Tag: roamresearch

Data Portability (& Roam Research)

Data Portability (& Roam Research)

Data portability is the idea that you can bring your data “with you”; if you leave a certain SaaS or piece of software, you should be able to export your data.

Many, if not most, companies now allow you to do so.

There’s usually no danger for them to do so because raw data export isn’t the same as having the data end product you’re used to.

I got to think about this a lot again as I’m experimenting with the most excellent Roam Research, and one of their long term promises of assurance is “you can export the data; you won’t lose what you put in”, and I don’t think that’s 100% correct.

To illustrate that, for the remainder of the article imagine you’re subscribed to a service where you 1) upload your photos, 2) which you then edit and mark up


The first thing about data portability is that what we usually end up with when we export our data often isn’t the thing you’ve been working with on a day to day basis.

Evernote exports to an XML format with the file extension ENEX. Roam exports to JSON. For both these services, these are the most powerful, most inclusive export options.

In both cases you’d end up with one large file which contains the raw data of your notes, but not the essence of what you and I think of as a note.

Enex & Json exports. Neither resemble the actual notes you’re used to.

The equivalent in our photo service example is that if you would export your data (your photos), instead of ending up with a set of photos, you receive files with long strings of characters which a programmer could turn into photos but for all sense and purposes they aren’t photos to you. This is not what you’ve been looking at day to day.

The raw data of the enex/json screenshot shown above

Both services — Evernote and Roam — can also export in more readily consumable formats; Evernote in HTML files, Roam in MarkDown files.

Which lead us to the next point.


Depending on the functionality, the features, of the tool you exported data from, the tool’s functionality is the data.

Think of it this way. You upload your photos, you edit them, apply filter, add stamps, annotate, tag, describe. Then when you export your data you get your raw photos, and maybe a series of files describing which edits the system should apply to those photos, and what information. But for all sense and purposes, your photos now look nothing like they did when they were in the tool. They’re unedited, untagged, unannotated.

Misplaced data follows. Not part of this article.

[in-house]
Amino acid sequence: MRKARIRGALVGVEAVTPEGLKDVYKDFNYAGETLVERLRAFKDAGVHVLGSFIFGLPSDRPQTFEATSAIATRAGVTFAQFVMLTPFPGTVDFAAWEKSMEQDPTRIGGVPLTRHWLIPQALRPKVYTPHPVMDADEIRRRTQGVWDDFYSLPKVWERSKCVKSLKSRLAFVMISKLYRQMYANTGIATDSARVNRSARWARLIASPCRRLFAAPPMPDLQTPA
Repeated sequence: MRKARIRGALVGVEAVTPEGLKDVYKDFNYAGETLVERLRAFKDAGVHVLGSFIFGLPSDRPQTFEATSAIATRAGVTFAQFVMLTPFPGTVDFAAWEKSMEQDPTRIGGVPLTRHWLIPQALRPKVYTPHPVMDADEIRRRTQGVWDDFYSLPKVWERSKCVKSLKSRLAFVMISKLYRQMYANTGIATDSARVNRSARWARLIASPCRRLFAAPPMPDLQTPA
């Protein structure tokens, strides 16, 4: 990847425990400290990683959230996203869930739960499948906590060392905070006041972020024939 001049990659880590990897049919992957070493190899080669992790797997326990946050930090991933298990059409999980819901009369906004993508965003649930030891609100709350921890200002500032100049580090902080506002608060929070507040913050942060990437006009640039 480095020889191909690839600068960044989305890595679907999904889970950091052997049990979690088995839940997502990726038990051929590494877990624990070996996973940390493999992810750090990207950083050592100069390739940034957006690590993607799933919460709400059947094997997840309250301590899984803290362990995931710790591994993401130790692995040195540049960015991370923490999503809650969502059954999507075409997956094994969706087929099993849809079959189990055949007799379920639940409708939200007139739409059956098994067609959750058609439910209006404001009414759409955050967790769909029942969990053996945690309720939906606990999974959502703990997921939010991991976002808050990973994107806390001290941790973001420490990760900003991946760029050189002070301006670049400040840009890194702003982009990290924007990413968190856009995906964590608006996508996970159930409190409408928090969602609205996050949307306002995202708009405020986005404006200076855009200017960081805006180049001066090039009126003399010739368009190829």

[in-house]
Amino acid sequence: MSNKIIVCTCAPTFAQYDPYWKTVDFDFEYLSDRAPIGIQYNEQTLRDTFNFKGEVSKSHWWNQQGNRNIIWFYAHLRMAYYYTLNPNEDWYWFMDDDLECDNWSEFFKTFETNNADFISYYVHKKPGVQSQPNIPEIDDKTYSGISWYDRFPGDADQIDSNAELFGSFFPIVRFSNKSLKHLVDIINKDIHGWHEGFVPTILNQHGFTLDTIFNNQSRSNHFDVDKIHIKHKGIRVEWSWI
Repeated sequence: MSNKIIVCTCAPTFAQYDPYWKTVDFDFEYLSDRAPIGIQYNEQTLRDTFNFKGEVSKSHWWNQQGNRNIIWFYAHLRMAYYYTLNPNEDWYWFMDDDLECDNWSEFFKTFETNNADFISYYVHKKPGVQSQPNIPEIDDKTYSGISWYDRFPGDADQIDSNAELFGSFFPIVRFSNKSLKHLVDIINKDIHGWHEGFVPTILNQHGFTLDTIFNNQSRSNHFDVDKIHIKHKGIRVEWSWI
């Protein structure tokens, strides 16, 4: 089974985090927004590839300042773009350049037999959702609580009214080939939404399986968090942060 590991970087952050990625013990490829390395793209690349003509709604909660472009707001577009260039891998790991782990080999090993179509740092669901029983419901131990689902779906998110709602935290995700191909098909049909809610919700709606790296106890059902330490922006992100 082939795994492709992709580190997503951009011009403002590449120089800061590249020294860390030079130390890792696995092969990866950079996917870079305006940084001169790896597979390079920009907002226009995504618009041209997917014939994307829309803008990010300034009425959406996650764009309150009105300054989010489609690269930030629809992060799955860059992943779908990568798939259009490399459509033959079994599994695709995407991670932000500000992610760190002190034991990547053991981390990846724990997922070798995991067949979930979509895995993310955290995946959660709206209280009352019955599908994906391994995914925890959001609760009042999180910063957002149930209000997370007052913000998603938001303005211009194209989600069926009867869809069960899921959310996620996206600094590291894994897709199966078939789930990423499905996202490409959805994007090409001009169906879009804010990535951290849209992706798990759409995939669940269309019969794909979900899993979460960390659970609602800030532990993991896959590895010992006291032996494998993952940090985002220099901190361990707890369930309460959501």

For a tool like Roam this means that what you built — the carefully built knowledge graph — isn’t what you get when you export your data

If you export to JSON all the data to have another tool that works with exactly the same rules in exactly the same manner rebuild that graph is there — but the JSON export isn’t itself that thing.

If you export to MarkDown the block references aren’t there, the bi-directional annotations aren’t there. Your graph isn’t there.

What a tool does with or for your data can be transformative up to the point where getting your raw data back is almost useless.


Planning, and testing, a Data Exit Strategy, is as important as your Backup Strategy: you don’t want to find out if it works or not by the time the rubber hits the road.

Before you commit to a tool, see what it exports how. Compare that end product to the value you hope to get from the tool; is what it exports of equal value as to what it contains, what you put it?

If not, how would you recuperate that value upon exit?


Of course this goes further than this and touches on the Uniqueness Of A Tool: the less unique the features, the easier to replace, but also the more untouched your data will be.

E.g.: a plain text editor is easy to replace as all it has to do, and all it produces, are plain text files. Using a plain text editor which can insert images would create a Tool Dependency: to see and use the feature you would need that tool.